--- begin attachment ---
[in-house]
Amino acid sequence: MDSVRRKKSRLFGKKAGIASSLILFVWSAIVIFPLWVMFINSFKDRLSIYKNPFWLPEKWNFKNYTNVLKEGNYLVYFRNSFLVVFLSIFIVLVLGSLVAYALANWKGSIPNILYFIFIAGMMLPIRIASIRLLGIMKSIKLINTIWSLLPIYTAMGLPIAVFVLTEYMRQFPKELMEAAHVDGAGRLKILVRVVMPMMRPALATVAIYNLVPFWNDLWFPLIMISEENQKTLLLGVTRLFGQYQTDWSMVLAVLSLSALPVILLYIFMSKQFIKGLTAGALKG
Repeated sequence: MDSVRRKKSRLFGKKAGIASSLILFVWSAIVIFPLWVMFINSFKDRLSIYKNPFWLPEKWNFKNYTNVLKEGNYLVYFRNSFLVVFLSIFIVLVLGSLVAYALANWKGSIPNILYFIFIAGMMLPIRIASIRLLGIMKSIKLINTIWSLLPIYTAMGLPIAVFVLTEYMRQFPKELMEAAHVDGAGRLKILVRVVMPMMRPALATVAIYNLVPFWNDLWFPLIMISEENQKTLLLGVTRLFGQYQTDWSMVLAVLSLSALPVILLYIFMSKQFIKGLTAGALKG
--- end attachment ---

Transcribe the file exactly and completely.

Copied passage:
[in-house]
Amino acid sequence: MDSVRRKKSRLFGKKAGIASSLILFVWSAIVIFPLWVMFINSFKDRLSIYKNPFWLPEKWNFKNYTNVLKEGNYLVYFRNSFLVVFLSIFIVLVLGSLVAYALANWKGSIPNILYFIFIAGMMLPIRIASIRLLGIMKSIKLINTIWSLLPIYTAMGLPIAVFVLTEYMRQFPKELMEAAHVDGAGRLKILVRVVMPMMRPALATVAIYNLVPFWNDLWFPLIMISEENQKTLLLGVTRLFGQYQTDWSMVLAVLSLSALPVILLYIFMSKQFIKGLTAGALKG
Repeated sequence: MDSVRRKKSRLFGKKAGIASSLILFVWSAIVIFPLWVMFINSFKDRLSIYKNPFWLPEKWNFKNYTNVLKEGNYLVYFRNSFLVVFLSIFIVLVLGSLVAYALANWKGSIPNILYFIFIAGMMLPIRIASIRLLGIMKSIKLINTIWSLLPIYTAMGLPIAVFVLTEYMRQFPKELMEAAHVDGAGRLKILVRVVMPMMRPALATVAIYNLVPFWNDLWFPLIMISEENQKTLLLGVTRLFGQYQTDWSMVLAVLSLSALPVILLYIFMSKQFIKGLTAGALKG